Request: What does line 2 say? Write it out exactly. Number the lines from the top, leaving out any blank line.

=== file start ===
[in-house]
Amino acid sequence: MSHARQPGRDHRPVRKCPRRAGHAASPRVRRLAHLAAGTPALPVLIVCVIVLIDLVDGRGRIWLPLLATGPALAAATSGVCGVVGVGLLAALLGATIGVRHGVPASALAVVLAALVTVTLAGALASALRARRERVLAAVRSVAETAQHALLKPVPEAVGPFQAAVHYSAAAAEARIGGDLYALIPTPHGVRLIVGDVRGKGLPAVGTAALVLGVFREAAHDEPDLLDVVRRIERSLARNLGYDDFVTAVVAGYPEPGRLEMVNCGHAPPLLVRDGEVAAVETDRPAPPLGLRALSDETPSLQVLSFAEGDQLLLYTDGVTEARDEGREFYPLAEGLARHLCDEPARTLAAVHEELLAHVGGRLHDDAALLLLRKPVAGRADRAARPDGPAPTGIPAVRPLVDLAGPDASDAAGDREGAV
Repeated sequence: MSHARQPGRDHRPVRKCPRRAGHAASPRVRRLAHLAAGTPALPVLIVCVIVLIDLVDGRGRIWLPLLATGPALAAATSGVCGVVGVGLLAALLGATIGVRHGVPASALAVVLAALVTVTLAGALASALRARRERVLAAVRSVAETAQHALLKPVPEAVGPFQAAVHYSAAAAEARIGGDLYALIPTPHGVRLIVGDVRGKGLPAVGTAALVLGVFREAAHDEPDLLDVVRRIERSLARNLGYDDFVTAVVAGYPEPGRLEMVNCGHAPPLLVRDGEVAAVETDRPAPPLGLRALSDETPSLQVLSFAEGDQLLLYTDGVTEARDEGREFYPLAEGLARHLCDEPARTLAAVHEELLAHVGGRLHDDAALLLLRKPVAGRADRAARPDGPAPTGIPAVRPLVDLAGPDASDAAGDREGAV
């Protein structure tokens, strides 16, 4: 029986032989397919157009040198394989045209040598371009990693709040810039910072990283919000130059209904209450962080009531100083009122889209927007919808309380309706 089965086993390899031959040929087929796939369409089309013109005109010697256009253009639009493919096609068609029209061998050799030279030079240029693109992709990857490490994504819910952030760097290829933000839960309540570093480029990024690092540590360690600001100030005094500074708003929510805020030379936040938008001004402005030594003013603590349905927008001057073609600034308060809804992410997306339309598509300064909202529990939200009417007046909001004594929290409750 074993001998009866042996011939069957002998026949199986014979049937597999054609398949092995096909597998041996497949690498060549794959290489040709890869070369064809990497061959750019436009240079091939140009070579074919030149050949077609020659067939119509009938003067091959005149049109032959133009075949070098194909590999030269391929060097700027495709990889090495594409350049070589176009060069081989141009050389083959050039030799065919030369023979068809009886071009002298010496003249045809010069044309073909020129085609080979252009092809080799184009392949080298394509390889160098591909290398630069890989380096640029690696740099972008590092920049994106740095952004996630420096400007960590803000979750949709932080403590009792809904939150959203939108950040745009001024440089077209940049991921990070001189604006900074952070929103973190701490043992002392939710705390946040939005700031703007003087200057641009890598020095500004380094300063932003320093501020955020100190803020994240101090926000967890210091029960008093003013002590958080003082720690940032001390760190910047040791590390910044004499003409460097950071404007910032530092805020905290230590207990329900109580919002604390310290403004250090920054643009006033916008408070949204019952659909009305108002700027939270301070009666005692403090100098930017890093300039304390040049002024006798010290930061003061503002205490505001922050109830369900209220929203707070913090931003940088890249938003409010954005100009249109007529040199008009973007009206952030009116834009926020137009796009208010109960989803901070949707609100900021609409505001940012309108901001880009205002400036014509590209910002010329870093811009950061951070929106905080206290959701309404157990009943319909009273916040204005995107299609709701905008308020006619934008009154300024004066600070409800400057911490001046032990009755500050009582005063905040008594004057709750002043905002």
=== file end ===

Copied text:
Amino acid sequence: MSHARQPGRDHRPVRKCPRRAGHAASPRVRRLAHLAAGTPALPVLIVCVIVLIDLVDGRGRIWLPLLATGPALAAATSGVCGVVGVGLLAALLGATIGVRHGVPASALAVVLAALVTVTLAGALASALRARRERVLAAVRSVAETAQHALLKPVPEAVGPFQAAVHYSAAAAEARIGGDLYALIPTPHGVRLIVGDVRGKGLPAVGTAALVLGVFREAAHDEPDLLDVVRRIERSLARNLGYDDFVTAVVAGYPEPGRLEMVNCGHAPPLLVRDGEVAAVETDRPAPPLGLRALSDETPSLQVLSFAEGDQLLLYTDGVTEARDEGREFYPLAEGLARHLCDEPARTLAAVHEELLAHVGGRLHDDAALLLLRKPVAGRADRAARPDGPAPTGIPAVRPLVDLAGPDASDAAGDREGAV